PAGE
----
Former police call for more to be done to address suicide rates in the force

Natalie Whiting reported this story on Wednesday, January 22, 2014 18:38:00

DAVID MARK: Two former police officers who have suffered from post traumatic stress disorder say more needs to be done to address suicide rates in the police force.

Lifeline and Beyond Blue have backed calls for more research into the rates of suicide in various occupations in an attempt to help prevent more self-harm.

Here's Natalie Whiting.

NATALIE WHITING: Craig Campbell was medically discharged from the New South Wales Police Force in 2009, after a severe break down due to post traumatic stress disorder.

CRAIG CAMPBELL: It's a build up over many years. The police, ever since I joined in 1988, it's always been, you know, pump up mate or your debrief was going and drinking alcohol, which, as we all know, is a very strong depressant.

NATALIE WHITING: He believes the stigma surrounding mental illness is stopping officers seeking help.

CRAIG CAMPBELL: When you go to work, you put on this mask because you don't want to be seen to be weak by your peers and there's a lot of peer pressure still in the New South Wales Police that you are seen to be weak if you put your hand up and ask for help.

NATALIE WHITING: Mr Campbell believes there's been almost 30 serving or former police officers commit suicide since 2007.

The New South Wales Police Force disputes the figure, saying it's much lower, but won't give a number.

An attempted suicide by a serving officer in the Illawarra region at Christmas has lead Mr Campbell to call for a Royal Commission.

CRAIG CAMPBELL: I'd like to see at least the police recognise that there is a problem and not try to cover it all.

NATALIE WHITING: Allan Sparkes was a Detective Senior Constable with the New South Wales police and was awarded the Cross of Valour for bravery after rescuing a young boy trapped in a flooded drain pipe in 1996.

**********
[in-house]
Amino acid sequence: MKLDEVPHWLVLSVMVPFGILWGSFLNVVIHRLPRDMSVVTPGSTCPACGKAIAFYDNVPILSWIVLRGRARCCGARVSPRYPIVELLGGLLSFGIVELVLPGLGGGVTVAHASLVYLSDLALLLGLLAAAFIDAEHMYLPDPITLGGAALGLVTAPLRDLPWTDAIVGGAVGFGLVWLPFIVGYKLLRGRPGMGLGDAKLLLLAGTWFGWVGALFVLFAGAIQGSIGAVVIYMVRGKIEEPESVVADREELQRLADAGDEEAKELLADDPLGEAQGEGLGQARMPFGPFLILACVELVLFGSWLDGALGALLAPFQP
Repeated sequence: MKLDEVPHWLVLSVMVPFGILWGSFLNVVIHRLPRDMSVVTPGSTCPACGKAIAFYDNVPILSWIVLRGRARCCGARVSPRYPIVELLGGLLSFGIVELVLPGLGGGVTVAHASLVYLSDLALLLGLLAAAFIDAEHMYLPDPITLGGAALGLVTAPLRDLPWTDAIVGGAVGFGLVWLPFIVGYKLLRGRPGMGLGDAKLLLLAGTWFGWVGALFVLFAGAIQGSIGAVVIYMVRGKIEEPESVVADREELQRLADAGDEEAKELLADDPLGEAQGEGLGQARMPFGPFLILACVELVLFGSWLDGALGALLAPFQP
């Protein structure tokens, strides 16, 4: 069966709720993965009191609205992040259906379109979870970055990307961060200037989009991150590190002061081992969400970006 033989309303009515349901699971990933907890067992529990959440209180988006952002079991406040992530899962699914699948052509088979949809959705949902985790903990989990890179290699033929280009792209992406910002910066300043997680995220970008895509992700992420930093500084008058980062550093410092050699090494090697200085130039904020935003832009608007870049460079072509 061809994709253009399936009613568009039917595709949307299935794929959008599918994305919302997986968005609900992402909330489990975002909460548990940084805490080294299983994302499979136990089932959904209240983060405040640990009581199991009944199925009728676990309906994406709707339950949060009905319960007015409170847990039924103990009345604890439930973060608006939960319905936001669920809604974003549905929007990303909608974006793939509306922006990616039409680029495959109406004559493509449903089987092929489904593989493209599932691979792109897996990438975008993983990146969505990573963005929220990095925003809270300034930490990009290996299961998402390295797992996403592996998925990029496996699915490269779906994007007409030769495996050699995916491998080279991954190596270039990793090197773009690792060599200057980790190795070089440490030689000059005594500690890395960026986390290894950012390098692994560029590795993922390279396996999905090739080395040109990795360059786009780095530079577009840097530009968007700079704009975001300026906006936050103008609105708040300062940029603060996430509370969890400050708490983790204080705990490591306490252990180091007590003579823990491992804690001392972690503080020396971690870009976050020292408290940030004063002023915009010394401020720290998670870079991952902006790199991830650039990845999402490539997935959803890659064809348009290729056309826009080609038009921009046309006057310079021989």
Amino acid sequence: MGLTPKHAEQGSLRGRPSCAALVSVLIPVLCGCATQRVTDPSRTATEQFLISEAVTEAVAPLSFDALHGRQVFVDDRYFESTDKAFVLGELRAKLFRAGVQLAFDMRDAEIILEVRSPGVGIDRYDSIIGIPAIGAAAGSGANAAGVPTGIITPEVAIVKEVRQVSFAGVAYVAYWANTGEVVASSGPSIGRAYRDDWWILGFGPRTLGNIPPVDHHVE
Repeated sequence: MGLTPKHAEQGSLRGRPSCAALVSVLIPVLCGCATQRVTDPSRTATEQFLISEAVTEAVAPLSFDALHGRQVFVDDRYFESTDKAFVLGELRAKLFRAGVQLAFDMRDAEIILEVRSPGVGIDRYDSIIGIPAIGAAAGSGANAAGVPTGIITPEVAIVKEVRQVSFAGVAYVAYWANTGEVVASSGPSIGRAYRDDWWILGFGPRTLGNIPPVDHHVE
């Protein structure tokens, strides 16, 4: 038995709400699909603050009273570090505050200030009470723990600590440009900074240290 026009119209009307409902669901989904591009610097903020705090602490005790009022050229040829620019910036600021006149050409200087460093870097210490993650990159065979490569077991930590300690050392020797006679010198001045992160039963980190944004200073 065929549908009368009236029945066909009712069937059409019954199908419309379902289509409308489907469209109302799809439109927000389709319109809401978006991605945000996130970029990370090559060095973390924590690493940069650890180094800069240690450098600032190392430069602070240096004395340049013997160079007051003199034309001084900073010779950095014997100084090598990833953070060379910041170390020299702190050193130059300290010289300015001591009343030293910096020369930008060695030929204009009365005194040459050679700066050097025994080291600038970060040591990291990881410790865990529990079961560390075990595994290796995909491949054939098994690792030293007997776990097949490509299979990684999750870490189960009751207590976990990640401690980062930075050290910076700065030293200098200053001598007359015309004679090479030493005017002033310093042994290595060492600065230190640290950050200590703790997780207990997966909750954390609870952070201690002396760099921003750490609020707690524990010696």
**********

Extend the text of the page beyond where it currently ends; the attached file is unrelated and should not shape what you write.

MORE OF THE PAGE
In 1998 he was medically discharged from the police force suffering with PTSD and depression.

He says he'd also like to see some kind of an inquiry.

ALLAN SPARKES: I'm concerned about the term royal commission, because that sort of tends to say there's got to be some blame, or something. But there needs to be a government inquiry on a national and international basis to just work out why people develop these illnesses and what can be done to counter them."

NATALIE WHITING: Mr Sparkes says there needs to be more research into the biological causes.

ALLAN SPARKES: What we have missed for so long is learning why the body responds to traumatic events, such as adrenal overload and adrenal fatigue and excessive cortisone levels and those reactions then cause a snowballing effect of deterioration within your physical health, which ultimately leads to a deterioration in mental health, which opens the door to PTSD, depression, anxiety and like-illnesses.

NATALIE WHITING: The CEO of BeyondBlue, Kate Carnell, says the traumatic or life threatening events and stress encountered by police officers means they can be more likely to develop mental health issues.

KATE CARNELL: It's not good enough just to have a debrief after an event, you really need to follow up. A follow up at possibly four weeks, maybe three months and 12 months.

NATALIE WHITING: But she says statistics about suicide in the police force aren't available.

KATE CARNELL: It's interesting trying to get accurate figures in this space and we certainly don't have them, but we know that 33 men die every week in Australia as a result of suicide; we know those figures are higher in areas where workplaces are very stressful, so that would be the police force.

NATALIE WHITING: The CEO of Lifeline, Jane Hayden, agrees that more research is needed.

JANE HAYDEN: I think it would be extremely helpful to have some research into the rates by occupation; we don't have very good data on this in Australia. Having that research and that data gives you a groundwork from then to put in place measures to reduce the suicide rates.

NATALIE WHITING: PM contacted every Australian police force, but no one was available for comment.

DAVID MARK: Natalie Whiting prepared that report.

Help is available. Go and see your doctor, your GP or call Lifeline: 13 11 14.

Audio can be found here
Original Transcript can be read here

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